Money Matters Advice: How Much Should I Tip My Pedicurist For A Pedicure?

Confused about tipping etiquette when it comes to pedicures? Find out exactly how much to tip for a pedicure with this handy gratuity guide.

Woman getting a medical pedicure

Getting a pedicure should be a relaxing experience, and nothing zaps the fun out of the indulgent treat more than stressing about how much to tip before you leave the salon. Every establishment and pedicure procedure is different, which makes the tipping game all the more complex. But luckily, there seems to be a hard and fast rule that will leave you in the good graces of your pedicurist — and all the other service professionals who expect a little sumthin-sumthin for their efforts:

For all beauty services — including pedicures, manicures, haircuts, massages, etc. — tip 20% of the total cost.

When You Should Tip More, When You Should Tip Less

Some people may balk at the 20% tipping rule, but the majority of salon professionals across the country agree the sum is fair. However, it’s perfectly acceptable to sway from a concrete 20%, especially if the service was either exceptional or a really good deal (then err more to the 30% range) or less than exceptional (when it’s perfectly okay to give 15%). It’s also standard to tip more than 20% if you’re a repeat client.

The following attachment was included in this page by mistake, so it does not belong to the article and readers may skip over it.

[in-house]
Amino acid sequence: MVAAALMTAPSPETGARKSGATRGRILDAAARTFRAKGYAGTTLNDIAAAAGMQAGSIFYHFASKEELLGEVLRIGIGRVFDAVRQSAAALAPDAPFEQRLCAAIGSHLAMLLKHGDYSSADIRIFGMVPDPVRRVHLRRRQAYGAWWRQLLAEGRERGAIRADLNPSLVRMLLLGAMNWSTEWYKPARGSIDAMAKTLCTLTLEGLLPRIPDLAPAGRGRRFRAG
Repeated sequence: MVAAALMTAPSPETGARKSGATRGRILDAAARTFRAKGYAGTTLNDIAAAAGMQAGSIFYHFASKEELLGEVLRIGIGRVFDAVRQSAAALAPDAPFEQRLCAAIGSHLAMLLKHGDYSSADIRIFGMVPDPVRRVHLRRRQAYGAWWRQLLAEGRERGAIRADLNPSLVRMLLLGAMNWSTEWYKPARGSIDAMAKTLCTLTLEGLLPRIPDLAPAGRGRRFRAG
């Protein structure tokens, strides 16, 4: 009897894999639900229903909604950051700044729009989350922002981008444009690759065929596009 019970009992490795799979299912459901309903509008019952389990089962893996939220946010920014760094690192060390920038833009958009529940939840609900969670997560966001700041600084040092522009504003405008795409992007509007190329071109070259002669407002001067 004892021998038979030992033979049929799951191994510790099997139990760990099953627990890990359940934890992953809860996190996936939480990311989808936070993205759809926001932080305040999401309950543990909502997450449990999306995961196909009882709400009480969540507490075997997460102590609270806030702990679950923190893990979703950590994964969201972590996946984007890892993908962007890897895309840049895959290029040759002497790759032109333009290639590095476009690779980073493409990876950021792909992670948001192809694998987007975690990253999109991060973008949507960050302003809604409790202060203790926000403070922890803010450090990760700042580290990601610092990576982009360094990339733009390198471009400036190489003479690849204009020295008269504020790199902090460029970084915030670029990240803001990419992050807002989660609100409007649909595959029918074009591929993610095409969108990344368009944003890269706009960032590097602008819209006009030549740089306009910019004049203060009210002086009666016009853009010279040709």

But More Importantly: Give "Tips" To Future Customers!

In addition to a traditional monetary tip, consider giving tips in the form of advice to other customers via social media platforms like Facebook and Yelp. Good reviews on popular rating sites increases business for good pedicurists, and therefore the professionals make even more money from the new customers. That in and of itself is priceless. Similarly, if you had a bad experience, you can warn others and hopefully spur the salon or pedicurist to step up his or her game.

We hope these tips (wink, wink) help put you at ease so your next mani or pedi is the fully relaxing treat it’s supposed to be!

Notice concerning medical entries:

Articles having medical content shall serve exclusively for the purpose of general information. Such articles are not suitable for any (self-) diagnosis and treatment of individual illnesses and medical indications. In particular, they cannot substitute for the examination, advice, or treatment by a licensed physician or pharmacist. No replies to any individual questions shall be effected through the articles.

Kambra Clifford